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It Came from Auschwitz

The Exorcist meets The Dybbuk in The Unborn

Lawrence Levi
January 09, 2009

If The Unborn isn’t Hollywood’s first Jewish horror movie, it’s got to be the first one in which an exorcism is preceded by the blowing of a shofar.

The film, which opens today, was written and directed by David S. Goyer, who wrote Batman Begins and the Bladetrilogy. It follows Casey Beldon (Odette Yustman), a morose college student who still grieves for her long-dead mother and has a penchant for tight athletic wear. When Casey starts noticing a creepy-looking boy with neon-blue eyes who’s invisible to everyone else—on the street, on a nightclub dance floor, behind her bathroom mirror—she knows something isn’t quite right. What she doesn’t know is that she had a twin brother who died before he was born, and that her mother’s mother was—well, let’s just say that by the time an old woman with a Hungarian accent (Jane Alexander) appears, you know Auschwitz can’t be far behind. And it isn’t!

In a season with far too many concentration camp movies, out of nowhere comes what amounts to Exorcist V: Shoah. The Unborn is not terribly scary, and it’s humorless (unless you count the scenes with the homicidal six-year-old, which had the audience guffawing at the screening I attended). Aside from its Jewish angle it’s as predictable as all the other horror films that studios dump into theaters every January. The old Hungarian, Sofi Kozma, is Casey’s grandmother. She survived Auschwitz as a child, but her twin brother didn’t. The siblings were subjected to one of Josef Mengele’s perverse experiments, in which the brother had something toxic injected into his eyes to make them blue. (Since, you know, blue eyes were important to the Nazis.) The brother died, and then he came back to life. But he wasn’t the same anymore—he was a dybbuk! Yes, here’s a mainstream horror movie aimed at teenagers—complete with video IM’ing and babysitting and vodka-and-Red-Bulls—that has a dybbuk as its villain, and goes to awkward lengths to explain what a dybbuk is.

In her skillful accent, Jane Alexander says that she and her fellow kiddie Auschwitz prisoners could tell that her brother was no longer her brother. He had neon-blue eyes and a ghostly pallor. “So I killed it,” she says. Yep, she killed her own brother at Auschwitz. (And you thought The Reader was the most deplorable Holocaust-exploiting film now in theaters.) Sofi reveals that this brother who died at Auschwitz is now the dybbuk that’s haunting Casey. He—it, whatever—wants to be reborn in her, his great-niece. There’s only one way out: an exorcism.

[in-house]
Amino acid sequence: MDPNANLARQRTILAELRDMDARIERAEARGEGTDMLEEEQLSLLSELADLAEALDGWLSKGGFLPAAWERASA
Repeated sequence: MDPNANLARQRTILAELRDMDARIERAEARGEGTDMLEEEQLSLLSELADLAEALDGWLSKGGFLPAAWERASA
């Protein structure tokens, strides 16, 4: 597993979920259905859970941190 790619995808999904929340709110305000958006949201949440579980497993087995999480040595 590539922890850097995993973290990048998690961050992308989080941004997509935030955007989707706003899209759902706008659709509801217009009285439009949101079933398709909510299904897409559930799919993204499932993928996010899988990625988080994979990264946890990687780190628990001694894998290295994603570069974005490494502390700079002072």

For some reason the exorcism can be performed by only one person: Rabbi Sendak, played by esteemed non-Jew Gary Oldman. He’s a tweedy, progressive rabbi, and he tells Casey when she comes to him that he doesn’t believe in any kabbalah nonsense. That is, until a few scenes later, when a mysterious wind in his synagogue tears the Torah to pieces, and he gets menaced by a dog with an upside-down head. When the exorcism finally begins, Rabbi Sendak is assisted by a basketball-playing Episcopal priest (Idris Elba—Stringer Bell from The Wire!). But the exorcism doesn’t go as planned, even though Casey does some impressive writhing on the gurney she’s strapped to. (“My main source of research was watching real exorcisms on YouTube,” Yustman says in the press notes.)

In many horror movies dealing with religion and the occult, the lead—often a skinny hottie—suffers as punishment for her loss of faith. As Goyer, the writer-director, says in an interview on, The Unborn can be seen as one of them:

Rottentomatoes: There’s also the idea in the movie that younger generations are detached from their heritage, that Casey not only doesn’t practice the Jewish faith but also is unaware of the dybbuk that has cursed her family for generations.

Goyer: Well, it’s a subtext. They’re detached from their lineage, they’re detached from their heritage, they’re detached from their families, and that makes them more vulnerable, because there’s not as much of a sense of community. It’s all subtext, but it’s in there, yeah. Absolutely.

Goyer goes on to say that survivor’s guilt, passed from grandmother to mother to daughter, is an equally strong factor in Casey’s torment. If it isn’t one thing, it’s another. What a relief, after the film’s unsurprising surprise ending, to see The Unborn’s final credit: “NO ACTUAL TORAH SCROLLS WERE DESTROYED OR DAMAGED IN THE MAKING OF THIS MOTION PICTURE.”